Peach House Coop Takes Freshmen, Snares Unwary Males in Kitchen

Overpopulation this fall broke another Radcliffe housing tradition.

Even with the newly built Holmes Hall, freshmen are being placed in emergency triples and, for the first time, in the only off-campus co-operative house. Peach House which is four blocks from the Cliffe Quad at 33 Healey Street, has two freshmen and nine sophomores, none of whom have lived in a co-op before.

Dates are imported to help with meals and battle with the ancient gass stove. Although Peach House boasts only two experienced cooks, disasters are rare. The most dramatic mistake so far occurred when a pot of socks and soapy water fell on elaborate cherry salad.

"The Joy of Cooking is our Bible," commented one girl, pointing to a detailed receipt on "How To Boil An Egg."

"Private Food"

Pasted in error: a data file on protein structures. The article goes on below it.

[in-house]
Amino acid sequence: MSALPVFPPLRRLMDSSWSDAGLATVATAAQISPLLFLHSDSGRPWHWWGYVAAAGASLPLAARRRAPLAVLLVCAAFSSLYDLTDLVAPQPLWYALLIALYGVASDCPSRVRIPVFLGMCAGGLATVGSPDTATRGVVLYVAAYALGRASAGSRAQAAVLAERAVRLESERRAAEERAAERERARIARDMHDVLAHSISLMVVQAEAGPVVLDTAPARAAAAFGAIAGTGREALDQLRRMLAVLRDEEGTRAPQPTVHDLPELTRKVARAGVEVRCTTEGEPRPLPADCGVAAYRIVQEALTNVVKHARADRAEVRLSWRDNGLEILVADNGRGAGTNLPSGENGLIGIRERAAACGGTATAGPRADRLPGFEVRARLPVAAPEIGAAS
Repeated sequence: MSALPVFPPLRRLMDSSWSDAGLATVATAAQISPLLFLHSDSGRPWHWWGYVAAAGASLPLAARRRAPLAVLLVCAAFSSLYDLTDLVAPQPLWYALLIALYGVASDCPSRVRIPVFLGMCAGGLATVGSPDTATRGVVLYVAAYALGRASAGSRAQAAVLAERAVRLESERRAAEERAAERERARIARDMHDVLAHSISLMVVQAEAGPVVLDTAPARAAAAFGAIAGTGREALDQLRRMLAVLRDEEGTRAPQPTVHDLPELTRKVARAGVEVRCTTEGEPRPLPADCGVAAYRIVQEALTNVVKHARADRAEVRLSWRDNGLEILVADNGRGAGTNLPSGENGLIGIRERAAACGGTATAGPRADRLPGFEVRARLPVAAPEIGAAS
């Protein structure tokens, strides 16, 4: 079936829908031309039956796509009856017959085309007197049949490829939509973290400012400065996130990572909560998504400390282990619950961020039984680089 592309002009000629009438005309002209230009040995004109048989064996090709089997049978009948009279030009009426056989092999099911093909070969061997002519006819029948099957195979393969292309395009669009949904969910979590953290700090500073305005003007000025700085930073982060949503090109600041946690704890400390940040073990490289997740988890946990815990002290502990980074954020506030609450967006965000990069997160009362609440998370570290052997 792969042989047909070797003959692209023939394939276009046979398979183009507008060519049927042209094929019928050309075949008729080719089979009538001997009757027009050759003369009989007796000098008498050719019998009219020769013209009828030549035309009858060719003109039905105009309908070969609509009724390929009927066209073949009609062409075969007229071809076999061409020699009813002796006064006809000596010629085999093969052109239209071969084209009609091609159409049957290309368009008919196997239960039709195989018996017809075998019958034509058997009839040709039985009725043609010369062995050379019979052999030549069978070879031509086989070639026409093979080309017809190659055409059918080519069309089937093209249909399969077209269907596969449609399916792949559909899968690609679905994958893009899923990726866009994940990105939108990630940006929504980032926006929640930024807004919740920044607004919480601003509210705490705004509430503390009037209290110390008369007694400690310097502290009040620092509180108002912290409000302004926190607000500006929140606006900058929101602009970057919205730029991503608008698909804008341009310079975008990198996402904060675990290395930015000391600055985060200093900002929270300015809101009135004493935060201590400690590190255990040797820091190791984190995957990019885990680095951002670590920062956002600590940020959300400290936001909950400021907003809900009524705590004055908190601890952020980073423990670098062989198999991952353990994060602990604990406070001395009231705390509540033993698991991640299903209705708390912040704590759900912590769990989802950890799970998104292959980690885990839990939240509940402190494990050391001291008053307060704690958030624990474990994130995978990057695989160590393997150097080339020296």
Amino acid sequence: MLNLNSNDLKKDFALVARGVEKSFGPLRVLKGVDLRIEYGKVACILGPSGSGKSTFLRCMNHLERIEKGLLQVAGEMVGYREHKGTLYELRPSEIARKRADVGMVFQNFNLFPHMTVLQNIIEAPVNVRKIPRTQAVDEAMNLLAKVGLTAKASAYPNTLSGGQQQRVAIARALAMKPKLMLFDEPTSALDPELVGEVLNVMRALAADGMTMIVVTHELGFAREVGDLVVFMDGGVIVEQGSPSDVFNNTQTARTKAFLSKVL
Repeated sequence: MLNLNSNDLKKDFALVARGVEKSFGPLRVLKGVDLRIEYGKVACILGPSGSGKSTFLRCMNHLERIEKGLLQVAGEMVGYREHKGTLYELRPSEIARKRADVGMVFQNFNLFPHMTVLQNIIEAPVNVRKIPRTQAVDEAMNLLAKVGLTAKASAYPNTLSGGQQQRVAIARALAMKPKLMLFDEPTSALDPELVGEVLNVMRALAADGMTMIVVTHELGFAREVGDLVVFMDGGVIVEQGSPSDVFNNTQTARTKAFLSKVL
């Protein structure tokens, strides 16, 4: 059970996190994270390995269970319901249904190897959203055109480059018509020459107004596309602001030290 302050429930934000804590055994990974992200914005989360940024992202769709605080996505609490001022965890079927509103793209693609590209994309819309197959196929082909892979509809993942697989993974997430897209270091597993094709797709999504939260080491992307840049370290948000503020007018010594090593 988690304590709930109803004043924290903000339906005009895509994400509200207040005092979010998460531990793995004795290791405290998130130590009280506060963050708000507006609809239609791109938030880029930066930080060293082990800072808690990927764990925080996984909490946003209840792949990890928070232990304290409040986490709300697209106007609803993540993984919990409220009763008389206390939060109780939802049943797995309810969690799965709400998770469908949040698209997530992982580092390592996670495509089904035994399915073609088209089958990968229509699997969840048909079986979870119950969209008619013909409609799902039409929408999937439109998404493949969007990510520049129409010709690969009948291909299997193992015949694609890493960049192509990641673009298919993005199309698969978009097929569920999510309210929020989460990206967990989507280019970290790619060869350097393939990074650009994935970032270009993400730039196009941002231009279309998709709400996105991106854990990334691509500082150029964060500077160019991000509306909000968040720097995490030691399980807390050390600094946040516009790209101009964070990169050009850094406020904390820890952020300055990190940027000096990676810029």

Food is important here. The most sternly enforced Peach House rule is illustrative: two shelves in the refrigerator are kept inviolate for "private food," with social probation the penalty for disturbing it.

Rules are adjusted to Peach House conditions with the consent of John L. Bower, Teaching Fellow in Philosophy and his wife who share the house and act as house-parents.

Actually, the house committee, which includes eight of the eleven girls, makes most of the decisions. They consider privileges such as smoking in the rooms, denied to quad residents, worth the cramped space and extra work.

Wine Cookery

Other Radcliffe rules are adjusted to fit Peach House needs. There are no common rooms, so that dates sometimes study in the ktichen and dining room. Informality is the necessary keynote: Annex dormitory rules prohibiting blue jeans in living room after five, for instance, do not apply.

Wine cookery is the co-op's answer to the problem of cooking its own meals. Liquor in Radcliffe dormitories is outlawed, but wine has saved almost every unsuccessful Peach House dish. A Hallowe'en party, lasting to an untraditional 2 a.m. this fall, showed off some unusual cookery that included wine-sauced spaghetti. Guests keep coming, though, two or three for every meal.

The co-op is trying to become a better known part of the College, but its prohibitive distance scares many away.